TweetFollow Us on Twitter

Feb 97 Challenge

Volume Number: 13 (1997)
Issue Number: 2
Column Tag: Programmer's Challenge

Programmer's Challenge

By Bob Boonstra, Westford, MA

Othello™

This month's Challenge is going to be another round-robin competition for a well-known board game - this time the game of Othello. The classic game of Othello is played on an 8x8 board using discs that are black on one side and white on the other side. The game starts with four discs in the center squares of the board, two black discs on diagonally adjacent squares, and two white discs on the other diagonally adjacent squares. Players alternate placing an additional disc, with black moving first. A move consists of "outflanking" one or more of your opponent's discs. Outflanking means placing a disc so that at least one row of your opponent's discs is bordered by a disc of your color, including the disc just placed on the board. A row is defined as one or more discs of a single color in a continuous straight horizontal, vertical, or diagonal line. When a player moves, the row or rows of outflanked discs are flipped over showing his or her color. If a player cannot outflank a disc, the turn is forfeited and the opponent takes another turn. The game is over when the board is filled or neither player can move. The player with the most discs showing is the winner.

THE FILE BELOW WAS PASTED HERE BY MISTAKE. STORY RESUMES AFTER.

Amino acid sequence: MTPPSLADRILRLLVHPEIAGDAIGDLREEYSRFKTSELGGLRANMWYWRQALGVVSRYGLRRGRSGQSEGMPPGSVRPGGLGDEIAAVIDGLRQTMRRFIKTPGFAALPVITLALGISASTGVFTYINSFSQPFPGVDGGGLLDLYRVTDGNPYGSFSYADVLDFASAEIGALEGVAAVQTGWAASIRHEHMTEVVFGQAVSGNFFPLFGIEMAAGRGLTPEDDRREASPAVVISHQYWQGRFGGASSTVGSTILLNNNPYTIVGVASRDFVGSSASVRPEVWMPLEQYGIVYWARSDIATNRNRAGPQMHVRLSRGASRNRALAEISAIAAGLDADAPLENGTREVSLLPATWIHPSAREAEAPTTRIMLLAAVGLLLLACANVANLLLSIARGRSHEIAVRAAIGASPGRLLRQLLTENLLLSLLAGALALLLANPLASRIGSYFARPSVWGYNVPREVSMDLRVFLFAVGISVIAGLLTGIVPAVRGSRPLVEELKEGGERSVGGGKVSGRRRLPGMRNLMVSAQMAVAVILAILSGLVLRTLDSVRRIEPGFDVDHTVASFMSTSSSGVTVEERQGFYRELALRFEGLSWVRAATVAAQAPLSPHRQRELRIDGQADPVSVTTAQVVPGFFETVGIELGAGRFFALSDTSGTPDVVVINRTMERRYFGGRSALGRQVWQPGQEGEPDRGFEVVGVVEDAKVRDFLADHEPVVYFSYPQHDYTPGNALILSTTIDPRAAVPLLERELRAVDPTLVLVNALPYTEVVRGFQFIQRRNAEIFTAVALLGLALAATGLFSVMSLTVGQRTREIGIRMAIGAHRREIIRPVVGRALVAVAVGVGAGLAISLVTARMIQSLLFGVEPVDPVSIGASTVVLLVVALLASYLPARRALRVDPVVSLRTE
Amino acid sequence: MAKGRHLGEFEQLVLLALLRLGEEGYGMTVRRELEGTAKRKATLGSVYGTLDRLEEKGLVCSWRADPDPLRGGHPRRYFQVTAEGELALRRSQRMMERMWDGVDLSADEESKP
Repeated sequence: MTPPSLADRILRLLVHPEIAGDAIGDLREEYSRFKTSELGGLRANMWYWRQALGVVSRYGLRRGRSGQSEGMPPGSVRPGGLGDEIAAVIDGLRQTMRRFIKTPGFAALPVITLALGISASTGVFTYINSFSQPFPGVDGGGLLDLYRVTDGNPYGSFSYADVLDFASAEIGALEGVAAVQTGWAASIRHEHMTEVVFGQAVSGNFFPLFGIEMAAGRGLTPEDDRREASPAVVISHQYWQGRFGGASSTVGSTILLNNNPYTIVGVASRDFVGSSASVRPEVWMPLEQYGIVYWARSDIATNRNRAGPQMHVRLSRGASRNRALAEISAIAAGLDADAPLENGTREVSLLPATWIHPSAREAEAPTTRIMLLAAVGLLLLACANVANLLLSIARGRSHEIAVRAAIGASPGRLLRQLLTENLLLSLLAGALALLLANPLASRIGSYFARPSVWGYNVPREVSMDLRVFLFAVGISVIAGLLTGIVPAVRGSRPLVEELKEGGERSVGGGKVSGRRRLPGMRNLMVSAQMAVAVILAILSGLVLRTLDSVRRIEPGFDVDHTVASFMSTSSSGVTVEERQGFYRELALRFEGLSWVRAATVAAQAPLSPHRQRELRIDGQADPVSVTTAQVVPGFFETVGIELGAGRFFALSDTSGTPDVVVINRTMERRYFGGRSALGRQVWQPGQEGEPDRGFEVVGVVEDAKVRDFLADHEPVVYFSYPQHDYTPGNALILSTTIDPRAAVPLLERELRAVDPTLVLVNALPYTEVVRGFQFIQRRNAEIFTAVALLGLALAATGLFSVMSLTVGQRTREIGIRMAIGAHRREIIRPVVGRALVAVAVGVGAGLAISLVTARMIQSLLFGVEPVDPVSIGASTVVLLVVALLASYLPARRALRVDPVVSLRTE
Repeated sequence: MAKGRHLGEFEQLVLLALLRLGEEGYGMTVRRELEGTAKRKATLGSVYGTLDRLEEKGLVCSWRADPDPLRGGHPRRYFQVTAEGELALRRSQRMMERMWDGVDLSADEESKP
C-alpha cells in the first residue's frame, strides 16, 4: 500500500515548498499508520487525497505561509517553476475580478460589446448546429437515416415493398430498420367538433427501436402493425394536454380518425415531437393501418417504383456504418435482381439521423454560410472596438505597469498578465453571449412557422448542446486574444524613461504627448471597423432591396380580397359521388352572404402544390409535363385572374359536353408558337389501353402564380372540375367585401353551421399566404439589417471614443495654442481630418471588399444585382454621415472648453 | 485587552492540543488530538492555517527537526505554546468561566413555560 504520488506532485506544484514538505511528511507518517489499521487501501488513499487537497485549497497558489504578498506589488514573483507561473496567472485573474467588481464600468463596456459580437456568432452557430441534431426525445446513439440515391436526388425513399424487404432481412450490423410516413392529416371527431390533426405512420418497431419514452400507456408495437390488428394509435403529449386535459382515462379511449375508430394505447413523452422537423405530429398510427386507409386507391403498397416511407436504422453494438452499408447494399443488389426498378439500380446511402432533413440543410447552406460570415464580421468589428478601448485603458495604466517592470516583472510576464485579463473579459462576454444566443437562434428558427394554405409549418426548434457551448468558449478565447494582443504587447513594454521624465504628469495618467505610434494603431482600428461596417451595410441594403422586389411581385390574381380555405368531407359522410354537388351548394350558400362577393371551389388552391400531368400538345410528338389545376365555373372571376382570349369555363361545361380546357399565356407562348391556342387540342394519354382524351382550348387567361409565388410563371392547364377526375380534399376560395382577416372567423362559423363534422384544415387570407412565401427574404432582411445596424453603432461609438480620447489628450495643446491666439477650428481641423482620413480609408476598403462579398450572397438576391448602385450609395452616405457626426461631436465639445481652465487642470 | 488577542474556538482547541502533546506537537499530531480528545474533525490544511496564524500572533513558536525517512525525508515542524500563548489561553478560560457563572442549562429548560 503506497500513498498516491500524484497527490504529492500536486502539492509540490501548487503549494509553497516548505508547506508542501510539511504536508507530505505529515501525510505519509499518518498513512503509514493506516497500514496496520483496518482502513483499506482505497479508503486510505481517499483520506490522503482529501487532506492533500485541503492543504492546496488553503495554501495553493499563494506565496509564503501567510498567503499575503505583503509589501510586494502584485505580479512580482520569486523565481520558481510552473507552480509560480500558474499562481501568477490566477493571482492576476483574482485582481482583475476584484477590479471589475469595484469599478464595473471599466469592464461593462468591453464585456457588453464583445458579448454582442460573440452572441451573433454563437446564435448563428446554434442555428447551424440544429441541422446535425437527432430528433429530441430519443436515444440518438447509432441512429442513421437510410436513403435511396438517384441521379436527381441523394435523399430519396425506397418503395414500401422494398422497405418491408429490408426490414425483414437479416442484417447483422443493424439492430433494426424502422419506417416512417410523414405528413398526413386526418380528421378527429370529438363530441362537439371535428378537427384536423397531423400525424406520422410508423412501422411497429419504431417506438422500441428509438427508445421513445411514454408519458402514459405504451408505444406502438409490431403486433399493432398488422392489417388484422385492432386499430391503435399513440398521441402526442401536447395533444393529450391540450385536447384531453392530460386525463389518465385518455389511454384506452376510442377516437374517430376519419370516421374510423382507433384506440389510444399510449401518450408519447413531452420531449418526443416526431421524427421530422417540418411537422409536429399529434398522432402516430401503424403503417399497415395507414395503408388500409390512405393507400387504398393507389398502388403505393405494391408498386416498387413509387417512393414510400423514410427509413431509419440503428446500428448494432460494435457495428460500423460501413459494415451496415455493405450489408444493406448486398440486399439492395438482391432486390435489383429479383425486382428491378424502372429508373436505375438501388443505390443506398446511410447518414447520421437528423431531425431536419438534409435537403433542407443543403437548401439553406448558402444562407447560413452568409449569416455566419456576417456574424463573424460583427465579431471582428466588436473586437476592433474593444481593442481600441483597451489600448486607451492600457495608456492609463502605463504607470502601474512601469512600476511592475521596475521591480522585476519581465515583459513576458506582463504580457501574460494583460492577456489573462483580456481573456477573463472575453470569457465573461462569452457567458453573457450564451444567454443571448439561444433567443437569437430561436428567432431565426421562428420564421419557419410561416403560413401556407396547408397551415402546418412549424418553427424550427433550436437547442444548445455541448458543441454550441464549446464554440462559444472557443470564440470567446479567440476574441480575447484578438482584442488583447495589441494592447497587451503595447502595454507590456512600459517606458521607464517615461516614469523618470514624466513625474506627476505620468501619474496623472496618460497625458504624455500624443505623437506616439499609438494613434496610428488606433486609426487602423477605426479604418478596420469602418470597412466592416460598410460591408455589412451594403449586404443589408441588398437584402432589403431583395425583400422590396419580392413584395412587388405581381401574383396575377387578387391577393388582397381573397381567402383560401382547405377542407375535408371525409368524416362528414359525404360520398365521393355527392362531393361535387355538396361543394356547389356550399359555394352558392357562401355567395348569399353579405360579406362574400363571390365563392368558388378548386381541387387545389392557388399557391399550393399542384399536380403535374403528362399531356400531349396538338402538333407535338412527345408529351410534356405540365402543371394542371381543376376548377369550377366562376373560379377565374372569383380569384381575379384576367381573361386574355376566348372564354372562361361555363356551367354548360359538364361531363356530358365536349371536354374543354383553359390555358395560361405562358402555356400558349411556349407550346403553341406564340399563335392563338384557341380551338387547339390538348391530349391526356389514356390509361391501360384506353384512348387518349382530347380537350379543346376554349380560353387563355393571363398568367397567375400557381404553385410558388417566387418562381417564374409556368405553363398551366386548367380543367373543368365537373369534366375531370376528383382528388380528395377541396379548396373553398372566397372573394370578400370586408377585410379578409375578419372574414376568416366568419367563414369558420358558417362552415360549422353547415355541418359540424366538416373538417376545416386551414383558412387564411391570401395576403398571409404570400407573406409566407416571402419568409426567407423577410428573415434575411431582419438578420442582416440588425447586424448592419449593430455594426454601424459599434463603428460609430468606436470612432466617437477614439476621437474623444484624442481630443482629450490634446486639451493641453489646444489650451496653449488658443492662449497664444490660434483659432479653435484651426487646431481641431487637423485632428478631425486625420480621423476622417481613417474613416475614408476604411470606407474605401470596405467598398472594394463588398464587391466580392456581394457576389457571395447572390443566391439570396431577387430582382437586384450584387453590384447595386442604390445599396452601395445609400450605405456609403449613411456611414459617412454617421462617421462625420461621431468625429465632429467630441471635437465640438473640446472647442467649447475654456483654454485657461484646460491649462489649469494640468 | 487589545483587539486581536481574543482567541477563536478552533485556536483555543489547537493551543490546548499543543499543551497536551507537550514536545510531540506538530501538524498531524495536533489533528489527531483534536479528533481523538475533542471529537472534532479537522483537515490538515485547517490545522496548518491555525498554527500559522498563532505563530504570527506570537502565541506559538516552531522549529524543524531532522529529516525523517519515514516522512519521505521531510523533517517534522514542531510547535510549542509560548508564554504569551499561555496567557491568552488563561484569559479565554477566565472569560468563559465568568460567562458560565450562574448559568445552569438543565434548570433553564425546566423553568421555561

In this Challenge, the game will be generalized to boards larger than 8x8. The prototype for the code you should write is:

Boolean /*legalMove*/ Othello (
 long boardSize, /* number of rows/columns in the game board */
 long oppRow,    /* row where opponent last moved, 0 .. boardSize-1 */
 long oppCol,    /* column where opponent last moved, 0 .. boardSize-1 */
 long *moveRow,  /* return your move - row, 0 .. boardSize-1 */
 long *moveCol,  /* return your move - column, 0 .. boardSize-1 */
 void *privStorage,/* preallocated storage for your use */
 long storageSize, /* size of privStorage in bytes */
 Boolean newGame,/* TRUE if this is your first move in a new game */
 Boolean playBlack /* TRUE if you play first (black pieces) */
);